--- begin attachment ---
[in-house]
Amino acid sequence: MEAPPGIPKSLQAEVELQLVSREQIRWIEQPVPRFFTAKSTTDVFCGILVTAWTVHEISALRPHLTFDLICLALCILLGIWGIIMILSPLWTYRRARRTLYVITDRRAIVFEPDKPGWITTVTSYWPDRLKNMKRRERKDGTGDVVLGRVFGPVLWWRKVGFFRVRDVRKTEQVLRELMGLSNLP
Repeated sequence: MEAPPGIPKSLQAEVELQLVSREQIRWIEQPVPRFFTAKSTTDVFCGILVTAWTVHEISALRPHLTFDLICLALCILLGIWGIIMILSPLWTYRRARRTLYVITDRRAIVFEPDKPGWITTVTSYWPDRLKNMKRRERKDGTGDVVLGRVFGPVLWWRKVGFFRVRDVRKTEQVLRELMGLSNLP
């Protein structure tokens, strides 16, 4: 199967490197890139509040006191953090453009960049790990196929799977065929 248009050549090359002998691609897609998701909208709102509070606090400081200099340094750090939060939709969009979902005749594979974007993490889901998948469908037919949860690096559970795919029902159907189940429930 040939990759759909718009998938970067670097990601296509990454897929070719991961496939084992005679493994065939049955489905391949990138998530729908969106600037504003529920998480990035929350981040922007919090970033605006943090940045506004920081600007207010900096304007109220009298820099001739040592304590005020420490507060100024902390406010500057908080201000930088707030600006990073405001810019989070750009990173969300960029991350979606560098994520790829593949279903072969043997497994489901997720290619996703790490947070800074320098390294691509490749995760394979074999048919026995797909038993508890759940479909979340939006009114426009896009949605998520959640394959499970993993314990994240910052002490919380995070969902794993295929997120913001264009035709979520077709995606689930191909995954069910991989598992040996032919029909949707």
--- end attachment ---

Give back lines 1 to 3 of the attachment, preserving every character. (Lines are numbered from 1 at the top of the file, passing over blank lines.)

[in-house]
Amino acid sequence: MEAPPGIPKSLQAEVELQLVSREQIRWIEQPVPRFFTAKSTTDVFCGILVTAWTVHEISALRPHLTFDLICLALCILLGIWGIIMILSPLWTYRRARRTLYVITDRRAIVFEPDKPGWITTVTSYWPDRLKNMKRRERKDGTGDVVLGRVFGPVLWWRKVGFFRVRDVRKTEQVLRELMGLSNLP
Repeated sequence: MEAPPGIPKSLQAEVELQLVSREQIRWIEQPVPRFFTAKSTTDVFCGILVTAWTVHEISALRPHLTFDLICLALCILLGIWGIIMILSPLWTYRRARRTLYVITDRRAIVFEPDKPGWITTVTSYWPDRLKNMKRRERKDGTGDVVLGRVFGPVLWWRKVGFFRVRDVRKTEQVLRELMGLSNLP